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Achoerodus viridis facts for kids

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Achoerodus viridis
Achoerodus viridis.jpg
Conservation status
Scientific classification
Blue Groper's.png
Red = Eastern blue groper
Synonyms
  • Heterochoerops viridis Steindachner, 1866
  • Trochocopus unicolor Günther, 1876
  • Platychoerops badius Ogilby, 1893

The eastern blue groper (Achoerodus viridis) is a species of wrasse native to southeastern Australia from Hervey Bay in southern Queensland to Wilsons Promontory in Victoria. They occur in coastal waters, preferring rocky areas at a depth of about 40 m (130 ft). Juveniles inhabit beds of seagrass in estuaries. The diet of this species consists of invertebrates such as various molluscs, crabs, sea urchins, and cunjevoi. This species grows to a length of 100cm as adult males, while females are less than 70 cm (28 in) long. In 1998, the eastern blue groper was made the state fish emblem of New South Wales.

Distribution and habitat

The eastern blue groper is native to the southeastern coast of Australia. Its range extends from Mooloolaba in southern Queensland southwards to Wilsons Promontory in the south of Victoria, including the eastern end of the Bass Strait. Its habitat is rocky areas down to a depth of about 40 m (131 ft).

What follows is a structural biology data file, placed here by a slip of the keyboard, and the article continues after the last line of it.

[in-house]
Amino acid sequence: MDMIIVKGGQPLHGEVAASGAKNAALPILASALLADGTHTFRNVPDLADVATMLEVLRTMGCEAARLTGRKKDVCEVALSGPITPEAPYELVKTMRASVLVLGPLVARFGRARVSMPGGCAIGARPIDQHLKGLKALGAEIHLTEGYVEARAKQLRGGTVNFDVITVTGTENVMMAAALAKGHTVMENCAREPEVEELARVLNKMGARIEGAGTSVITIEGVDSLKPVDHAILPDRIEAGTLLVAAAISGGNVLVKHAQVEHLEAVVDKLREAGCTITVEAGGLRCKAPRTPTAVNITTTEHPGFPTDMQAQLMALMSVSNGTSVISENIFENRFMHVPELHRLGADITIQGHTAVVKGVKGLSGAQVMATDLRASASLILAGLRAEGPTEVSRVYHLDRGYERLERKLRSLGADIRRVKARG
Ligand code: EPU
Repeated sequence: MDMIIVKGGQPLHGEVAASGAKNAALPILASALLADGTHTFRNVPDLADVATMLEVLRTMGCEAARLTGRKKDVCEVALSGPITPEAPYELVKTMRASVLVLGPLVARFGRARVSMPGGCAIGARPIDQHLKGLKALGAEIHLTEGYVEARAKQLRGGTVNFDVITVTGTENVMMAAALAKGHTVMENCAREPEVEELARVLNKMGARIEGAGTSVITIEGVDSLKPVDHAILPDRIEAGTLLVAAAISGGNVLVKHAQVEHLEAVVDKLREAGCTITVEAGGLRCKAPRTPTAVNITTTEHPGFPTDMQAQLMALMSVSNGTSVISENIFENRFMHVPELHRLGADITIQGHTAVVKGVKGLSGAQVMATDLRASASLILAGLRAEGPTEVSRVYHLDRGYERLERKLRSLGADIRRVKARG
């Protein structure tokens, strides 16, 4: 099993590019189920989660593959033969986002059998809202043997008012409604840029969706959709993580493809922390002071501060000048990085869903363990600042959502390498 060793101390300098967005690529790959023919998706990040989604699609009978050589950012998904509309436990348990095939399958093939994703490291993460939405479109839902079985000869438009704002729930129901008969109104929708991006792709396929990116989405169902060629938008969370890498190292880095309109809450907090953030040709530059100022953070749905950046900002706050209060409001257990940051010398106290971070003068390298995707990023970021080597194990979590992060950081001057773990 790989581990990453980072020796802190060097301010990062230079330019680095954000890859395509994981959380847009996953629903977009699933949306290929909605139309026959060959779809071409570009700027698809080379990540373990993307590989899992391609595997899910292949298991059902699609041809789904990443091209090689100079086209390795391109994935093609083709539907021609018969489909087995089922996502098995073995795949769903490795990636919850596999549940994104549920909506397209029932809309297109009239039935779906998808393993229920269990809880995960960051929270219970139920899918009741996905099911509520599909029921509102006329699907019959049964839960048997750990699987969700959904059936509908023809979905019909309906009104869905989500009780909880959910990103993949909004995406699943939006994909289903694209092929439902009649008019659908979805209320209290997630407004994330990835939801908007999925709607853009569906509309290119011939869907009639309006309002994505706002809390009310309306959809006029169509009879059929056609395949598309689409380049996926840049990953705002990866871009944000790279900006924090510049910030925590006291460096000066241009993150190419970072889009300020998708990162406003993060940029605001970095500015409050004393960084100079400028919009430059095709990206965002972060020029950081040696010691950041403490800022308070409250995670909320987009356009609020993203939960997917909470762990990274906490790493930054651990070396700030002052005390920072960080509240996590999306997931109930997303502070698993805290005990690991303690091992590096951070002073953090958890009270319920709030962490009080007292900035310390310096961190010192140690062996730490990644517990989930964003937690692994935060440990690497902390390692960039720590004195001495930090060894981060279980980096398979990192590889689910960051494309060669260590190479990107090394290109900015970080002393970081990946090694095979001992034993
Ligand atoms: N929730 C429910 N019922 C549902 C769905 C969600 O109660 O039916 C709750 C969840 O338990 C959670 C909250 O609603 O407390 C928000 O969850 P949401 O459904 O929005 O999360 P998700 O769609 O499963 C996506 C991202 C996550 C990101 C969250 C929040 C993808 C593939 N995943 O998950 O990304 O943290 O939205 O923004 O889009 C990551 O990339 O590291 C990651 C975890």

Behaviour

The eastern blue groper feeds mainly on crabs, shrimps, molluscs and echinoderms. Juvenile fish live in seagrass beds where their diet is primarily small crustaceans. This fish is a sequential hermaphrodite, starting life as a female and becoming a male when it has reached a length of at least 60 cm (24 in). The fish become sexually mature at age two to three and breeding takes place between July and September. The larvae are planktonic at first and settle in seagrass beds.

Status

The total range of this fish extends to less than 64,000 km2 (25,000 sq mi). It is a slow-growing, long-lived fish and the generation turnover time is approximately twelve to fifteen years. At one time the population was dwindling because of excessive spear fishing, but in 1972, the New South Wales authorities put a ban in place, preventing all spear fishing and commercial fishing for this species. Its population size since then seems to have stabilised and the IUCN has listed it as being "Near Threatened".

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